The Lounge is rated Safe For Work. If you're about to post something inappropriate for a shared office environment, then don't post it. No ads, no abuse, and no programming questions. Trolling, (political, climate, religious or whatever) will result in your account being removed.
So either I do not understand how to distribute software using ZIP
Let's agree that you don't distribute software using ZIP. You might send it to a friend, on a very occasional basis but software distribution is done using other, more appropriate tools like NSIS or something similar.
End of lecture
The quick way I zip a tree is to right click on the root folder and "Send to -> Compressed (zipped) folder"
Thank you for informing me of NSIS Maybe it will come in handy However the purpose of my ZIP was to provide project files to Visual Studio support for the purpose of duplicating an apparent error in VS rather than the installation of executables which NSIS seems to be utilized for Thank you also for informing me I need not have purchased WinZip - Cheerio
I think there is a good answer elsewhere, but if you find yourself doing this repeatedly where you want to exclude sensitive data files, etc.
For extremely complicated inclusion and exclusion rules in a folder hierarchy, the very old Ant build <jar> and <fileset> tags let you build powerful inclusion and exclusion rule sets with recursion to build a jar/zip.
You can use macros or templates for standard cases to generate the filesets.
I was making a state removal method that would turn a state machine into a regular expression.
In the process I needed to do a subtask, to wit, I needed to set up a quick and dirty finite automaton engine to hold the states.
Rather than make a bunch of objects/states that point to other objects/states using dictionaries, I simply stored all the dictionary transitions as a single tuple (int from, int to, string input) in a flat list.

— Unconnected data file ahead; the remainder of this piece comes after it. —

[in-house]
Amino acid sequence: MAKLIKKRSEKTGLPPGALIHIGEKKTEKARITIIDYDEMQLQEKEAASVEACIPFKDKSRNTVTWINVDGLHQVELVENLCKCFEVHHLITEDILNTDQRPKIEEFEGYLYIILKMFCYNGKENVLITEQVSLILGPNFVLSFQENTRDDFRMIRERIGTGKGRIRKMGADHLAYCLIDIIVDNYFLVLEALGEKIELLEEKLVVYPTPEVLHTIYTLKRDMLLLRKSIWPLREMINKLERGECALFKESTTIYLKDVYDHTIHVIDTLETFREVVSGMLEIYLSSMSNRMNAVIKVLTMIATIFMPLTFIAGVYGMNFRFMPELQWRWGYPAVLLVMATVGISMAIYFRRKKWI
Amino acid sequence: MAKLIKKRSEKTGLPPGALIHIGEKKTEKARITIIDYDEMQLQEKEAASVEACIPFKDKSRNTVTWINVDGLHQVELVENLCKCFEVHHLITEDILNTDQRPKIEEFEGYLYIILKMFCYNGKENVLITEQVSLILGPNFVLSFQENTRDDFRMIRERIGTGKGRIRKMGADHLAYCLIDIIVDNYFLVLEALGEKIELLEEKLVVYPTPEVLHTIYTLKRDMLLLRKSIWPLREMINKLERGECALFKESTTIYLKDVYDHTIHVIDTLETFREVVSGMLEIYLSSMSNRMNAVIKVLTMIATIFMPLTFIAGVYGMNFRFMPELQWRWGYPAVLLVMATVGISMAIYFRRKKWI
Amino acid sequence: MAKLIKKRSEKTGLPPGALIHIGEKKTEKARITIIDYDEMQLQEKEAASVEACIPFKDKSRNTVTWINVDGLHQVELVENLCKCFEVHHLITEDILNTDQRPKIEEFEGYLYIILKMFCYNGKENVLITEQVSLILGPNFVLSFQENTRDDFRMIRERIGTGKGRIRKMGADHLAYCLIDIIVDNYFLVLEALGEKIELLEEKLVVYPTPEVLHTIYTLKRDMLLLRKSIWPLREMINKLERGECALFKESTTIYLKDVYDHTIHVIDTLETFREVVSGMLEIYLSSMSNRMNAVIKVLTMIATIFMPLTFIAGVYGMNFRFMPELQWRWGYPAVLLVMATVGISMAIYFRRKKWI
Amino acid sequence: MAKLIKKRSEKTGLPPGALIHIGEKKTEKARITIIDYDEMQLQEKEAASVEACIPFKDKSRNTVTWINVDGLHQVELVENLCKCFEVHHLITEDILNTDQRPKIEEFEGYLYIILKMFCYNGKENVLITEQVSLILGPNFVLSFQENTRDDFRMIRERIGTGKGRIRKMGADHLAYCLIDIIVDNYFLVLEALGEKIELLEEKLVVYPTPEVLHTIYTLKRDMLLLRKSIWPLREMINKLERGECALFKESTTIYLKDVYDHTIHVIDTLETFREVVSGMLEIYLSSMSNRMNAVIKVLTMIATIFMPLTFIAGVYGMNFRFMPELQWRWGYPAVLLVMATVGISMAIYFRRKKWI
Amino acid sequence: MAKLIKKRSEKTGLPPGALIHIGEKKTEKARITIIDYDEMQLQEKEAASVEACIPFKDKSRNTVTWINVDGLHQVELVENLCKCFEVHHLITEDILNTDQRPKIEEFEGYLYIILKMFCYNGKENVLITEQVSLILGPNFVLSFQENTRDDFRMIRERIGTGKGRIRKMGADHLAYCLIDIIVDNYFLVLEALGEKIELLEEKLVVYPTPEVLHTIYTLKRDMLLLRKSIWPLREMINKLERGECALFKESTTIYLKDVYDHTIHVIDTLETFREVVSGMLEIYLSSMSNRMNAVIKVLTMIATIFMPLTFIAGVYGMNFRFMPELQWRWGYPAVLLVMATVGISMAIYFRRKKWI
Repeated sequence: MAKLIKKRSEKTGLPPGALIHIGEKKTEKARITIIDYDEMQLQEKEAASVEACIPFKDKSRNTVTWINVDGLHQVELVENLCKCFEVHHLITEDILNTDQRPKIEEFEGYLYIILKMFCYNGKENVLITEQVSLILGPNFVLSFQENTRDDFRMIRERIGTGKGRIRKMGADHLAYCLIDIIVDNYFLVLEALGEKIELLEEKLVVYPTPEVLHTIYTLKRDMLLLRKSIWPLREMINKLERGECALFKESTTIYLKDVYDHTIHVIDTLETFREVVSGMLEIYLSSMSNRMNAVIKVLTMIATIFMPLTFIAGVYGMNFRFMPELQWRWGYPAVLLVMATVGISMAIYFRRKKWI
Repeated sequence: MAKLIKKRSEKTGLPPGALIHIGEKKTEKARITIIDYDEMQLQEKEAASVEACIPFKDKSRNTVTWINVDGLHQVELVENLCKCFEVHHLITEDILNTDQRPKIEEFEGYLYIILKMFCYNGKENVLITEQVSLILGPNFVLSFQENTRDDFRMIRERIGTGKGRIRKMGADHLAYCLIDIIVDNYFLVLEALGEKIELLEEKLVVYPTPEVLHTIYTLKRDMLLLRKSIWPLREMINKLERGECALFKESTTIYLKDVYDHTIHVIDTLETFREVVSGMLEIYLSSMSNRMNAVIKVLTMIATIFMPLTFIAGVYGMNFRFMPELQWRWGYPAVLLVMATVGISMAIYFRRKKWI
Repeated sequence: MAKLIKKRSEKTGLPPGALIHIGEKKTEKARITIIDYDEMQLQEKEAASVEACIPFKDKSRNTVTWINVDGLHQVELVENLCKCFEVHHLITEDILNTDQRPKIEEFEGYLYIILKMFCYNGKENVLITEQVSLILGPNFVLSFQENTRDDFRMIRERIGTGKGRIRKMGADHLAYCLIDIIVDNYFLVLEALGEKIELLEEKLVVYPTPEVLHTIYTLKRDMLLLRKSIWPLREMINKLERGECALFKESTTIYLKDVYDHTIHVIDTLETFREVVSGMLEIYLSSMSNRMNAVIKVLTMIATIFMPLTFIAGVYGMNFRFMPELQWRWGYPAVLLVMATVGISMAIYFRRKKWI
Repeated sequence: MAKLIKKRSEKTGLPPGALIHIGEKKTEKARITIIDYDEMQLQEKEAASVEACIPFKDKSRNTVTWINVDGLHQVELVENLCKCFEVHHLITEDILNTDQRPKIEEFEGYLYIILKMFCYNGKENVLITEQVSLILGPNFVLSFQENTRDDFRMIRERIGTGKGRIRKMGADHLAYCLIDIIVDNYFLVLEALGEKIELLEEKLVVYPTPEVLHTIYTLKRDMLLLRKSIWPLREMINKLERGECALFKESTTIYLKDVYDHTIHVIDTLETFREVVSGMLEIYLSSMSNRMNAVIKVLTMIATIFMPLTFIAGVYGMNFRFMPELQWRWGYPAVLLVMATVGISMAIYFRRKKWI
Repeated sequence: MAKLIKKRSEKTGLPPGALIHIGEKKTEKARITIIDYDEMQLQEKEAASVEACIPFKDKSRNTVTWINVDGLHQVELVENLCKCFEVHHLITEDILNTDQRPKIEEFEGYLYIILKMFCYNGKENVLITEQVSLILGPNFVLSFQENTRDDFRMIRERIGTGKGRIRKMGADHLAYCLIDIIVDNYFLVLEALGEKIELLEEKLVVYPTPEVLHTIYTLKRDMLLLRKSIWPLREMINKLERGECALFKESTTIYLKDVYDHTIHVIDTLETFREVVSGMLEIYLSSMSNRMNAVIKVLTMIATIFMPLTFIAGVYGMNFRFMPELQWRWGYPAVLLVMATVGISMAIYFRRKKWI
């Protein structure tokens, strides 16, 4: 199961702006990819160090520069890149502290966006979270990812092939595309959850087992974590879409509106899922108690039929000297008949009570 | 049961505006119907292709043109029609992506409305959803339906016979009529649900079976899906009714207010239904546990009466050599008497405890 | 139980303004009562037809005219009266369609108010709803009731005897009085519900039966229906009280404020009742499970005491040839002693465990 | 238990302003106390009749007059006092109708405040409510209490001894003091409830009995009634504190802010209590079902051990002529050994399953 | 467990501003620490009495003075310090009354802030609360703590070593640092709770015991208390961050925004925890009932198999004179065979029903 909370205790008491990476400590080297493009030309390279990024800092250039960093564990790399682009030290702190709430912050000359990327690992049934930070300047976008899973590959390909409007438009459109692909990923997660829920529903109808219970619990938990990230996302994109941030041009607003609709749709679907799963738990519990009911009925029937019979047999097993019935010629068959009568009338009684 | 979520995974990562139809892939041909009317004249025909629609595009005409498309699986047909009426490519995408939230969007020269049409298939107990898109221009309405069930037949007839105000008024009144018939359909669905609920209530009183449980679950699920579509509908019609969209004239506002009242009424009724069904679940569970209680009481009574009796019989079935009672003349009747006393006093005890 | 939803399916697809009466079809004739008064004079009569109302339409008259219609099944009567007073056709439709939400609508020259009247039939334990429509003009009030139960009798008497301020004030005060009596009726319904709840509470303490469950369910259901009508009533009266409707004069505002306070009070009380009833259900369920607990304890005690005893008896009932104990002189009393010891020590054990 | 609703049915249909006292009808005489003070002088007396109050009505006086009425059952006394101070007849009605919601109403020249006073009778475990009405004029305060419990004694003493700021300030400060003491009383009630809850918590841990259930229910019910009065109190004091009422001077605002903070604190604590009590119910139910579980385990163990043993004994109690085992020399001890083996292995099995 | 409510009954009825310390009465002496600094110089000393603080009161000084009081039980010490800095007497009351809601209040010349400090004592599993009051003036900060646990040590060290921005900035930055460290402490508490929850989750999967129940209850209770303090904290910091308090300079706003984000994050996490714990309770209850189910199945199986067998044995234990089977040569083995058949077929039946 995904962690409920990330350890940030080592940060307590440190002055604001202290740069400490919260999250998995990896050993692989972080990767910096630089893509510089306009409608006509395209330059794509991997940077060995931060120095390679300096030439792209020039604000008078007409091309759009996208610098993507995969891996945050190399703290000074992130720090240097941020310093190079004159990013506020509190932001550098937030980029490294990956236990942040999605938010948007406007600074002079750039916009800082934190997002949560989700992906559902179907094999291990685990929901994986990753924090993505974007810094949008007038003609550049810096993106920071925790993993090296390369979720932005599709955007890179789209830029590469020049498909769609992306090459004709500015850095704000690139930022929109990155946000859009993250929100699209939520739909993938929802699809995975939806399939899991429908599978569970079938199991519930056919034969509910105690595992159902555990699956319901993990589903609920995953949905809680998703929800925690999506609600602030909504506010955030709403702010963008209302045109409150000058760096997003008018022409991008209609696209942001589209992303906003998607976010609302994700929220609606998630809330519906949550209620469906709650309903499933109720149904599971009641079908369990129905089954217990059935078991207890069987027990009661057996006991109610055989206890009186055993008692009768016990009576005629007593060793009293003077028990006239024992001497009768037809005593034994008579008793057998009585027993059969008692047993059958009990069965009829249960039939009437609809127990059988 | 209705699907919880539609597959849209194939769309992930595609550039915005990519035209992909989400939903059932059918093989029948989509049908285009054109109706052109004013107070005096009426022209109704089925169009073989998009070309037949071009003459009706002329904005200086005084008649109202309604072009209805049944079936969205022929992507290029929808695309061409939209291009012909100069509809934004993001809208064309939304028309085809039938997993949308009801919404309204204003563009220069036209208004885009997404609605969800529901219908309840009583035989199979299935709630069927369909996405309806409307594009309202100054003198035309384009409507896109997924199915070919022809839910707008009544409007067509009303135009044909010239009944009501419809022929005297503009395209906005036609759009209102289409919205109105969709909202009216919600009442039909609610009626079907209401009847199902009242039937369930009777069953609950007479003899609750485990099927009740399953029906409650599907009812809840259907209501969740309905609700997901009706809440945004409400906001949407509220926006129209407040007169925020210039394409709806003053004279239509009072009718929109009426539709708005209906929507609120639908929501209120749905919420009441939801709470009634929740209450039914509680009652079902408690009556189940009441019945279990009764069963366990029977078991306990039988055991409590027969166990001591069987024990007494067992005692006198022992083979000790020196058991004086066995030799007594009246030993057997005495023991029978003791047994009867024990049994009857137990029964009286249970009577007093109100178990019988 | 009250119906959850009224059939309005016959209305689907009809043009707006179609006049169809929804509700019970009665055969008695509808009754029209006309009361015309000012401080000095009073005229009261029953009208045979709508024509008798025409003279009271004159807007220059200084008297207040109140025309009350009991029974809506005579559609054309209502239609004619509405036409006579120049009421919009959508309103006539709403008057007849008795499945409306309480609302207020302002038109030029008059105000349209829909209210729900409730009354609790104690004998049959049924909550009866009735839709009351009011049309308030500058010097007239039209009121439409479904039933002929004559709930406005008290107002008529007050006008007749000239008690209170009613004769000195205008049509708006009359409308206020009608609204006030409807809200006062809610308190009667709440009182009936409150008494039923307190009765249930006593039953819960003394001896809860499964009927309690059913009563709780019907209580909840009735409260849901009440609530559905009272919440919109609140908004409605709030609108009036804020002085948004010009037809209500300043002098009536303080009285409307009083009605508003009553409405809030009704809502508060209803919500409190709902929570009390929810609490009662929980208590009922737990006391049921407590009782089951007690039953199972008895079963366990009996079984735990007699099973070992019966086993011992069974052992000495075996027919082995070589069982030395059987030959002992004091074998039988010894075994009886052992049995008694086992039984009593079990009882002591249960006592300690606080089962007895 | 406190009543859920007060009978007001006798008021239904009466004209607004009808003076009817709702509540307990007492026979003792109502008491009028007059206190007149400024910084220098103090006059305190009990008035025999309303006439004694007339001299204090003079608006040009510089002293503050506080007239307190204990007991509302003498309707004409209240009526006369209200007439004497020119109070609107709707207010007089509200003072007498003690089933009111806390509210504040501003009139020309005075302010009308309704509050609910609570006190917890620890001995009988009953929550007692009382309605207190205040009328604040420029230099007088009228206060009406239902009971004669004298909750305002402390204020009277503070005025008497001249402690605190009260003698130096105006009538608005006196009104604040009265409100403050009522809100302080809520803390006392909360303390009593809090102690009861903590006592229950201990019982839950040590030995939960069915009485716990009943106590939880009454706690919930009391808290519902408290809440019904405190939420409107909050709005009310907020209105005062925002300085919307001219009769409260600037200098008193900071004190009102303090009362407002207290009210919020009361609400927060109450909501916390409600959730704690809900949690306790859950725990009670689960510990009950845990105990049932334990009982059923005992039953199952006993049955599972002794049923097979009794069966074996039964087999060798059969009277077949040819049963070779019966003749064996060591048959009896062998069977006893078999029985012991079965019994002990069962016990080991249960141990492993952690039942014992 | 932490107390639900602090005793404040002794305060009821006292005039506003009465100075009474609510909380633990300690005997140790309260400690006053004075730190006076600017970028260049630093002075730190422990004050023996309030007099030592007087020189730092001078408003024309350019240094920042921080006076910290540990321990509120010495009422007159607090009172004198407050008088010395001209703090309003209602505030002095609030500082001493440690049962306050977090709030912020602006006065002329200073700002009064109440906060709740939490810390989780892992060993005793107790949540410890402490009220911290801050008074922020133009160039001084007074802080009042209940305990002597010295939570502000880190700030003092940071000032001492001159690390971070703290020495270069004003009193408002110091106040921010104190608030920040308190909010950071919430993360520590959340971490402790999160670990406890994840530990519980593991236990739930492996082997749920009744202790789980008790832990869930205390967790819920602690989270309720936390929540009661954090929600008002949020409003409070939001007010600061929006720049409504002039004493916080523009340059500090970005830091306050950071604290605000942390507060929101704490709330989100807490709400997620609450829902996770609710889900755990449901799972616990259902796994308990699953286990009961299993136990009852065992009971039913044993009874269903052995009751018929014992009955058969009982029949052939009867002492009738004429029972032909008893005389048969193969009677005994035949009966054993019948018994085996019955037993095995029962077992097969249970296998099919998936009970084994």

The result is smaller, and allows me to do complicated queries on the relationships between the states (now represented as simple integers) very simply.
In fact, the result is so good, I may be able to rewrite a more compact and efficient state engine using this technique. And it was originally just intended to be "just enough of a thing" to be scaffolding for my overarching algorithm to work with.
I'm elated. Even if the overarching algorithm doesn't work, it means far more compact and efficient code potentially in terms of the finite automata code it works with.
Sometimes it doesn't have to be completely right to work for a situation. Honestly I respect code that does just enough to do the job for a particular application - very efficiently. It's to my mind, one of the higher achievements in code such that if you can pull it off regularly you are way more clever than I. I have to respect it.
If something has a solution... Why do we have to worry about?. If it has no solution... For what reason do we have to worry about?
Help me to understand what I'm saying, and I'll explain it better to you
Rating helpful answers is nice, but saying thanks can be even nicer.
I like the state machine setup that is basically an abstract/pure virtual super class where each possible input is a method that returns the next state. Each state is a concrete class that must implement all of the input methods.
It would likely take up more memory with vtables than your approach, but I like that it makes the introduction of a new input a compile time check on all of the states. Same if you add a new state; you have to define transitions for every input.
I prefer compile time checks, but I work on a memory hog of a system where we have that luxury.😊
In this way you dictate the state machine specs, it then creates an in memory digraph of the states, which it then does some transformations on before compiling into code, at which point *everything* is compiled - in this case into goto tables - one label for each state. Although it can also generate a table/array based matcher
Because of how that works, your solution actually doesn't actually fit that particular application (and this is how i most often use them). Because it goes spec->state-machine->code, not spec->coded-state-machine
Whenever I let the blessing of my intelligence go to my head, as happens from time to time - which makes me foolish as a result - I try to solve Arden's Theorem in code. It's readily doable. It's proven possible. A CS major could do it over lunch. I've been trying for years.
I've also tried to implement an alternative algorithm. It's equally frustrating.
But it reminds me that I don't know everything, and certain things may remain beyond my reach.
Part of me hopes I never solve it. It's a wonderful lesson in humility.
"I have no idea what I did, but I'm taking full credit for it." - ThisOldTony
"Common sense is so rare these days, it should be classified as a super power" - Random T-shirt
AntiTwitter: @DalekDave is now a follower!